Rudyard Kipling | Critical Essay by T. C. W. Stinton

This literature criticism consists of approximately 26 pages of analysis & critique of Rudyard Kipling.
This section contains 7,692 words
(approx. 26 pages at 300 words per page)
Buy the Critical Essay by T. C. W. Stinton

Critical Essay by T. C. W. Stinton

SOURCE: Stinton, T. C. W. “What Happened in ‘Mrs. Bathhurst’?” Essays in Criticism 38, no. 1 (January 1988): 55-74.

In the following essay, Stinton finds thematic similarities between the story “Mrs. Bathurst” and several other Kipling tales and explores the story's discontinuous narrative.

To use one work of an author to illuminate another is always hazardous. Each work starts from different premises to reach different conclusions. So it is an error to use Sophocles' Oedipus Coloneus to illuminate his Oedipus Tyrannus, and vice versa. With Kipling it is even more hazardous, since he said himself that it was his policy to avoid repetition, and clearly implied this in ‘The Bull that Thought’: ‘no artist can be expected to repeat himself’.1 Nonetheless, he did often treat...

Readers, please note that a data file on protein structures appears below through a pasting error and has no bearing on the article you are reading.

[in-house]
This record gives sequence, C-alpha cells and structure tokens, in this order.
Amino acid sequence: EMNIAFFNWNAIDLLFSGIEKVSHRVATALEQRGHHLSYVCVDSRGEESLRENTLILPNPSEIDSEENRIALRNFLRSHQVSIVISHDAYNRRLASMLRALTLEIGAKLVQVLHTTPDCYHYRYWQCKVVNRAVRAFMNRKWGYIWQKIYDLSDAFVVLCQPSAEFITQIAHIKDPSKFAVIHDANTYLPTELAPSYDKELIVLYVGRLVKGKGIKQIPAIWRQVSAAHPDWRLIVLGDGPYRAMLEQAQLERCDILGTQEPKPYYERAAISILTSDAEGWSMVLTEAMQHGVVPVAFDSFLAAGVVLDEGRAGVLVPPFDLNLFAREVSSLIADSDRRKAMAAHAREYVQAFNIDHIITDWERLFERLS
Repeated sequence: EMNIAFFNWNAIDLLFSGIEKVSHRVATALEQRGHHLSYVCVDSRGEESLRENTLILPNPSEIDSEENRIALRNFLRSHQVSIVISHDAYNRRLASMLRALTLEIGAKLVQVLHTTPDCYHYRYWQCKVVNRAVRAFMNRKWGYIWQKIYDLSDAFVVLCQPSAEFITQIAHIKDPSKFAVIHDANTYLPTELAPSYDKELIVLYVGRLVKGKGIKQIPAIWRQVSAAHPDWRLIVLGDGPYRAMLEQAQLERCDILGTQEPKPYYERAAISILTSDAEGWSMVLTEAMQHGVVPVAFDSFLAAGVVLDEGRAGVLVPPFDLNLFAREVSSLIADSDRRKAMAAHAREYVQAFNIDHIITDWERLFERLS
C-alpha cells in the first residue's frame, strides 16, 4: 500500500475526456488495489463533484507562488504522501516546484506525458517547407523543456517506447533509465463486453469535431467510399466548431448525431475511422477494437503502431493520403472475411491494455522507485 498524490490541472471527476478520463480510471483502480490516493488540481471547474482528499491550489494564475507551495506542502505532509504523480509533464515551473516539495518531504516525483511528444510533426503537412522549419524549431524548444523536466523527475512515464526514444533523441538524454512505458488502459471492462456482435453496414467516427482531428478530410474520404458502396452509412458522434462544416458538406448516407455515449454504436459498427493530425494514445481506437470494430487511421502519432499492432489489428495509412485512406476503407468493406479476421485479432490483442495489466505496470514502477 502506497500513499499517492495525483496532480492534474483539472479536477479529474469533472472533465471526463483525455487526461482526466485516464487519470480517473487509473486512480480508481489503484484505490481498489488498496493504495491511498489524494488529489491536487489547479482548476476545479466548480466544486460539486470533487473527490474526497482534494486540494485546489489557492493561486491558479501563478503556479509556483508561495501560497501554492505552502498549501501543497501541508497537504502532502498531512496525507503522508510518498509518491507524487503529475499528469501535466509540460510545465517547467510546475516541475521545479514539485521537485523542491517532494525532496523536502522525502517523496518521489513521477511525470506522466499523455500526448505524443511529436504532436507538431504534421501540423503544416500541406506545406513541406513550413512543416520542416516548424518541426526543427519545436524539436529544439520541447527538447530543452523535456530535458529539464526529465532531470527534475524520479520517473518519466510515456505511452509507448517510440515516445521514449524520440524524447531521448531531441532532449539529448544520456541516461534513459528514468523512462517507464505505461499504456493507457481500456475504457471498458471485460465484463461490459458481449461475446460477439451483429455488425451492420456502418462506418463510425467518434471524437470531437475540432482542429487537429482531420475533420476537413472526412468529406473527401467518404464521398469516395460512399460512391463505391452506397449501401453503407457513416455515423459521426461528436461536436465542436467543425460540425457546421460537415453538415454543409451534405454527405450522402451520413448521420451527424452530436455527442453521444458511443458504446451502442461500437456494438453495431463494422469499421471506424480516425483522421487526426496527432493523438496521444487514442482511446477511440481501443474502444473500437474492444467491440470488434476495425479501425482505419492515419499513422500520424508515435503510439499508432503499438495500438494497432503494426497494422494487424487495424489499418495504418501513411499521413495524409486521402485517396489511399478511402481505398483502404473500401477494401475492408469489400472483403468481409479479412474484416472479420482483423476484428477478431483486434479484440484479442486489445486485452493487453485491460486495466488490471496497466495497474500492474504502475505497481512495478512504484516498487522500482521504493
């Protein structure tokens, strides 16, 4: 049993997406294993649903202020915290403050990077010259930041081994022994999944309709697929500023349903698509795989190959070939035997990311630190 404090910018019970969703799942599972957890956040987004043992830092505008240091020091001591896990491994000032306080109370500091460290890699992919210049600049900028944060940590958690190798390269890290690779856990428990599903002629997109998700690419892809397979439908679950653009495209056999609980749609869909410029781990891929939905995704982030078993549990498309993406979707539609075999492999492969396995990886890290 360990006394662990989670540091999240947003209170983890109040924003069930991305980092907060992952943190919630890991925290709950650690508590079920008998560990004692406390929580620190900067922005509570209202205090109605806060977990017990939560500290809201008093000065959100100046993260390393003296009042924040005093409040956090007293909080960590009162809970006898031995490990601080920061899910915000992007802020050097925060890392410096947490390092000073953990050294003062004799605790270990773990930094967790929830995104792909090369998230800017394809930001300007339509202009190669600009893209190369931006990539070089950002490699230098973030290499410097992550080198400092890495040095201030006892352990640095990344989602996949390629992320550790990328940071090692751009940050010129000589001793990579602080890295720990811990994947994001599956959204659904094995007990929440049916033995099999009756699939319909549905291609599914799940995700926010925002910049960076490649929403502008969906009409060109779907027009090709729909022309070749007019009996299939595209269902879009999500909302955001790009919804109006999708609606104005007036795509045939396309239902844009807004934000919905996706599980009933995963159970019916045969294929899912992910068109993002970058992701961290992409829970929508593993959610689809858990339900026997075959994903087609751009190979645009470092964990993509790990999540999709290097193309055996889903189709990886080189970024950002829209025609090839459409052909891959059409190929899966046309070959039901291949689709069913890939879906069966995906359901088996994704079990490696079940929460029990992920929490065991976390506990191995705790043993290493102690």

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This section contains 7,692 words
(approx. 26 pages at 300 words per page)
Buy the Critical Essay by T. C. W. Stinton
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